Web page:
The purpose of this research paper was to review the topic of domestic violence from a criminology and criminal justice perspective. Domestic violence is the attempt by one person to obtain power and control over his or her intimate partner through psychological, physical, or sexual abuse. Victims of domestic violence are familiar with what is called the “cycle of violence,” which consists of three stages that victims of domestic violence continually cycle through at the hands of their batterers.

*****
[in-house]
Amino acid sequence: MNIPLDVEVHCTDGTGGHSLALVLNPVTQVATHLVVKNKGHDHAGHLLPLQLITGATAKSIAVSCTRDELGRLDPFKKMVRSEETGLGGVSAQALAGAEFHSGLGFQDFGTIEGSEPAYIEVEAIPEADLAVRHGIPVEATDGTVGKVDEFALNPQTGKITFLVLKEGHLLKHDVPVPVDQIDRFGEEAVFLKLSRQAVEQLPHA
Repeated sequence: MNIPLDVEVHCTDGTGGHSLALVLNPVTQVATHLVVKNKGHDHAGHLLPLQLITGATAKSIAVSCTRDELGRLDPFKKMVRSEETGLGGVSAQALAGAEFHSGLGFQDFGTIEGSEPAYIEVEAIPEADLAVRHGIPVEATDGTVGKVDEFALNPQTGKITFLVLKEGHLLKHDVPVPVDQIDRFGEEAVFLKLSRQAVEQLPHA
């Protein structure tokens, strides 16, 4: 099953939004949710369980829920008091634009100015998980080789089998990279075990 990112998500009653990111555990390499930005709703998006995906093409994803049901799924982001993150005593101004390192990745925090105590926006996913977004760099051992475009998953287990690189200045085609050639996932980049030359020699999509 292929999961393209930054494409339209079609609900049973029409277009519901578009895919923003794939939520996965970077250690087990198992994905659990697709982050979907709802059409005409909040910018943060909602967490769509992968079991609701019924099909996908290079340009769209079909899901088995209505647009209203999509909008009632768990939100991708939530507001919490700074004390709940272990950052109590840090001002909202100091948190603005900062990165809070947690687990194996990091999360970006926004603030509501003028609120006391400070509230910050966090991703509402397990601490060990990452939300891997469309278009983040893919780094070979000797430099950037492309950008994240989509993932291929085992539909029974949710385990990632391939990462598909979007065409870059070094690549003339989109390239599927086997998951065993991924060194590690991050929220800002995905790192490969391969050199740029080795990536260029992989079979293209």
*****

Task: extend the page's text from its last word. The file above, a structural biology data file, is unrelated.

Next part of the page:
Although there is no specific way to identify a batterer before the abuse starts, the following are some common red flags to be aware of in a relationship: extreme jealousy or possessiveness, the need for control, rigid stereotypical views on gender roles, isolation from friends and family, economic control, extreme insecurity regarding the self or the relationship, and constantly checking up on or questioning the other’s whereabouts. Similarly, there is no way to identify a victim prior to the person’s victimization because this form of violence is pervasive in all cultures, faiths, educational levels, income levels, and sexual orientations. The domestic violence movement, with the help of the women’s movement, has made many strides toward improving the criminal justice system’s response to the crime of domestic violence. For example, although somewhat controversial, the passage of mandatory arrest laws have shown society that law enforcement officers are committed to holding offenders accountable for their actions. The development of domestic violence courts has indicated that the judicial system views domestic violence differently from other crimes and that it therefore needs its own system of offender processing. Despite the many ways in which the criminal justice system has evolved in its response to domestic violence in the past 40 years (Parnas, 1967), there is still much more work to do in the fight against domestic violence.
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